Warehouse that burned 'a beacon of hope for a lot of people'; artists, musicians and entrepreneurs speak on what was lost
Published Monday, July 22, 2019 2:54PM CST
Last Updated Wednesday, July 24, 2019 6:20PM CST
The impact of a fire that tore through a warehouse Monday will be felt throughout Winnipeg’s entire visual arts community, according to one of the artists who worked in the space.
Firefighters responded to the fire at a warehouse at 274 Jarvis Avenue very early Monday morning and are expected to remain at the scene for some time to tear down the wreckage and monitor hot spots.
Performance artist Shawna Dempsey said she and her collaborator Lorri Millan were among 27 artists who as a group were the building’s primary tenants.
“It felt safe, because there was so many of us,” she said, explaining the large studio space on the second floor was affordable and served by a freight elevator.
“And it was with other artists,” she said. “So there was community support, we could borrow tools, it was social.”
Dempsey said when she first heard of the fire, her thoughts turned to what she and Millan had left inside.
“All the costumes that we lost, 30 years of costumes, and that’s work I’ll never be able to perform again, because those costumes don’t exist,” she said.
'Big Wig' performance costume supplied by Shawna Dempsey, taken in the Dempsey and Millan studio space at 274 Jarvis Ave.
Dempsey said artists who used the studio space worked in different mediums. She said some sculpted, worked with wood, or painted.
“I can only imagine how devastating it is for them, to have everything they’ve made, some of them over 20 years, 30 years, 50 years, just to have it gone,” she said.
She said she and Millan were creating new work that’s been lost in the fire, along with materials from performances they’ve only staged a handful of times.
“We won’t be able to tour now,” she said. “So that impacts our income.”
Other costumes lost in the fire had been used for many years.
“Some of our work we’ve embodied over time,” she explained. “So, a piece like Lesbian National Parks and Services, where we are the lesbian rangers. – well, we ranged for about ten years actively, maybe 15.
“And those characters are very much a part of us.”
The larger impact
Dempsey said in addition to artists, the building was also had musicians and a couple of businesses as tenants.
According to an online fundraiser, several bands and musicians lost tens of thousands of dollars’ worth of equipment, not all of which will be covered by insurance. The fundraiser aims to raise $75,000 it says will be divvied up among the musicians who lost gear.
One of those musicians is Joshua Bedry, who said he’s in shock over the loss. He found out about the fire overnight and stopped by early Monday morning to see the damage for himself.
“We had an astronomical amount of equipment. We had merchandise. We had all of our t-shirts and CDs, and guitars, PA system, recording equipment.”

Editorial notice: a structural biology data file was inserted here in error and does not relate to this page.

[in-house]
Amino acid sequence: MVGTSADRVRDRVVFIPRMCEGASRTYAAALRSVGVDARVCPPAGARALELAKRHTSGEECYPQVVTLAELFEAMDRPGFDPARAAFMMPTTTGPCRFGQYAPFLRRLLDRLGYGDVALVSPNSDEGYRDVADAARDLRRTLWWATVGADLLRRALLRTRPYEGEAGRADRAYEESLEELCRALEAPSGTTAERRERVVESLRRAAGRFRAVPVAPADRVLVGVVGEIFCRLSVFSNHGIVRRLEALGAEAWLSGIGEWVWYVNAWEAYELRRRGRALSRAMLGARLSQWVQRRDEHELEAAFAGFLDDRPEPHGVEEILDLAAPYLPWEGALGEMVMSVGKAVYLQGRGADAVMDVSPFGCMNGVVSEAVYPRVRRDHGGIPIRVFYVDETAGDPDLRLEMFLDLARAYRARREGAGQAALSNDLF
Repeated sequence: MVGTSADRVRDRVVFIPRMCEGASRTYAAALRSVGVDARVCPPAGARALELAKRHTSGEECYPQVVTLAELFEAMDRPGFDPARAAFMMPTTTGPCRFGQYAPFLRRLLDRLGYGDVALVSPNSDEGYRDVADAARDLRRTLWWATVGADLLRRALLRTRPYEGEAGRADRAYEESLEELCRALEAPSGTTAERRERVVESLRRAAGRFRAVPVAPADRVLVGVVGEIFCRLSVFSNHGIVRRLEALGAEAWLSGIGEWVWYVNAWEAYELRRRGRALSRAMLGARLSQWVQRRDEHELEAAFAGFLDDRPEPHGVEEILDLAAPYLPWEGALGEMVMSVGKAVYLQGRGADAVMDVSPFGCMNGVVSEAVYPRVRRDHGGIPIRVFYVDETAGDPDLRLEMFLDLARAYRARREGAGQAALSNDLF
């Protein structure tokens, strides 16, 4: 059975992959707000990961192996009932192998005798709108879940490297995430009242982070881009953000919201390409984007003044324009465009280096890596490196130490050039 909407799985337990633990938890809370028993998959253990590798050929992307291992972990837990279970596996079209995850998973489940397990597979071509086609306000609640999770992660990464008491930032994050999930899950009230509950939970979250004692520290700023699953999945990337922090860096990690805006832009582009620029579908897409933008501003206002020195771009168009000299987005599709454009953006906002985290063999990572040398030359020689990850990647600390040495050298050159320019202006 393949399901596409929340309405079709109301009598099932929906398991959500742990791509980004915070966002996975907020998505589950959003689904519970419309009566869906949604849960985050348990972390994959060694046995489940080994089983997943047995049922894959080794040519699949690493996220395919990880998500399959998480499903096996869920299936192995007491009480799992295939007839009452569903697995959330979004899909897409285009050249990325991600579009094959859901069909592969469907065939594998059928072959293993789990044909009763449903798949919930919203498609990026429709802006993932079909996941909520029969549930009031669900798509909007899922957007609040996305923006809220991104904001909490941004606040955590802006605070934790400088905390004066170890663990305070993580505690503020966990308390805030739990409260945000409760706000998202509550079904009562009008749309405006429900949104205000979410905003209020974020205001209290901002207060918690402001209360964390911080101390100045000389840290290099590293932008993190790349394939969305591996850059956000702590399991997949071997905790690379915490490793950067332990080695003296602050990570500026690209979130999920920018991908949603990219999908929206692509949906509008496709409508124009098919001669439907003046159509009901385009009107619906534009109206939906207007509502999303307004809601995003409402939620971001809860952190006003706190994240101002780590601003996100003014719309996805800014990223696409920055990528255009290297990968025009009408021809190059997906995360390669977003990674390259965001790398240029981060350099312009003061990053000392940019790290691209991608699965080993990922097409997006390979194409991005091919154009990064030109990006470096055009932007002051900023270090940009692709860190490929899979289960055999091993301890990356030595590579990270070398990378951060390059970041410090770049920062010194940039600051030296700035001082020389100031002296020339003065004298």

He said about 15 musicians would rehearse, hang out, and store equipment in the space.
“Everyone is tense. We’re a bit numb,” said Bedry. “We’re not sure what to do really.”
274 Jarvis Ave. before the fire. Google maps image.
Bedry said a number of musicians in the community have come forward, offering to let them borrow space and equipment until they can get back on their feet. He said a benefit concert is also in the works to help support the musicians.
Dempsey couldn’t say how large the studio space rented by the artists she belongs to was, but estimates the share she and Millan used was around 800 sq. feet alone.
“Studio space is essential to artists for our work,” she said, describing the space as a community resource.
“The space we developed, the walls. Now there’s 27 artists, who if they have the fortitude to continue after this, will have to find new spaces.”
Dempsey said a loss this large will be felt throughout the city’s visual arts community.
“There’s not a lot of studio space in Winnipeg, and now there’s significantly less,” she said.
Entrepreneur’s vision goes up in flames
On the third floor, Tara Everett was in the process of opening Canoe Coworking, an Indigenous co-working space – a concept she’s been working on for two years. Everett said she had just gotten her keys two weeks ago.
“You don’t really find 20,000 sq. feet of open space ready to go in less than three months, so we’re definitely set back in finding a home.”
Everett said not only is this a huge loss for those now scrambling to find a new space, but it’s also a major loss for the North End.
“It was, I feel, a beacon of hope for a lot of people. There was going to be a lot of renovations. There was going to be that economic impact,” said Everett. “We can’t put numbers on the social and the economic impact.”